People love dogs. We feed them lobster, take them to spas, sleep with them in our beds, buy them sweaters and booties, and delight in all but their pooping. To those with no canine, this adoration appears absurd, expensive, and gross. The investment, though, may be worth it. Dog ownership, new research shows, is a form of natural insurance offering health and longevity, along with the affection of an animal companion.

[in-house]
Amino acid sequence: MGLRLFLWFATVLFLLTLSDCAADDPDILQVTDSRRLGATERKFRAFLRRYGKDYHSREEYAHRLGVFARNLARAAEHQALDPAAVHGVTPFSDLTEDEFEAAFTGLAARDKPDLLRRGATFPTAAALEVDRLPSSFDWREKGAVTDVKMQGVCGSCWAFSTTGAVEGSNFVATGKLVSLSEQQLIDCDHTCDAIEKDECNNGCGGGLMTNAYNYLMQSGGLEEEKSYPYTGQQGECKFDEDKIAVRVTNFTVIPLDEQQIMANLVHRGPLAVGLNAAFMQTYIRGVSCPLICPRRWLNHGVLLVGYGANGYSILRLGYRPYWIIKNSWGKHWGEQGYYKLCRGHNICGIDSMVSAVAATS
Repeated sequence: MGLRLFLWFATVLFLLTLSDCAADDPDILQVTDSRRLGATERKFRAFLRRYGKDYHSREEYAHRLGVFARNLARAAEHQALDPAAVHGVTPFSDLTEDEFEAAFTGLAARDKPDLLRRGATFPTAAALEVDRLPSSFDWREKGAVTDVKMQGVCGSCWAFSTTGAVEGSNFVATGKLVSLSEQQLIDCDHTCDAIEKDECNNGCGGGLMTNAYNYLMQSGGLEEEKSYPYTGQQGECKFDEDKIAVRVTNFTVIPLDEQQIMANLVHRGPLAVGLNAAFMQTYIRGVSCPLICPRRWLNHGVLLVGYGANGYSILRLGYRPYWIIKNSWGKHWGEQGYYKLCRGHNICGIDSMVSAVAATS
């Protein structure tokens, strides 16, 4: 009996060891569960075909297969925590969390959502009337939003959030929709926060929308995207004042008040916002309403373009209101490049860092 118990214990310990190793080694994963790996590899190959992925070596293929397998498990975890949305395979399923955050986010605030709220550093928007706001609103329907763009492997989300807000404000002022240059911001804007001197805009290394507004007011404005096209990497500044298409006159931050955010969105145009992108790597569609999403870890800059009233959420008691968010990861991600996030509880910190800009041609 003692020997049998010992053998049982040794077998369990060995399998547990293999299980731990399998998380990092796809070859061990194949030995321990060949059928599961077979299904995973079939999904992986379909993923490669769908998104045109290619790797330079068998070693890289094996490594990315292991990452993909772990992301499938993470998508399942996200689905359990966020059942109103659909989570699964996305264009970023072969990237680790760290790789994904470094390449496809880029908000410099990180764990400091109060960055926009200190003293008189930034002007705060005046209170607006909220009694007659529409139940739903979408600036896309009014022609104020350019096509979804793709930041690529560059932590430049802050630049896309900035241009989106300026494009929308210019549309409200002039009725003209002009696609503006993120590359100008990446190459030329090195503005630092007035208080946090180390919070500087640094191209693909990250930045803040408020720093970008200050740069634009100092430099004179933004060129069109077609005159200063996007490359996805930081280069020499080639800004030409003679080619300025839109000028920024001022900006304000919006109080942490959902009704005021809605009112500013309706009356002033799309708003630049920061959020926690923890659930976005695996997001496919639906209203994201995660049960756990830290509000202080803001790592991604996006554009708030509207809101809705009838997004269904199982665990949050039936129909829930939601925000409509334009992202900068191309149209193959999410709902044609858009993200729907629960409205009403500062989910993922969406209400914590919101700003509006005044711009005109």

A study published in the journal Scientific Reports on Nov. 17 analyzed data on the health of 3.4 million Swedes over 12 years and compared it to data about dog ownership on the required national pet register. Of the millions of Swedes’ whose health records were analyzed, 13% owned canines, and of those, the dog owners between 40 and 80 years old tended to live longer than those in a similar age group who did not own dogs.
One of the …
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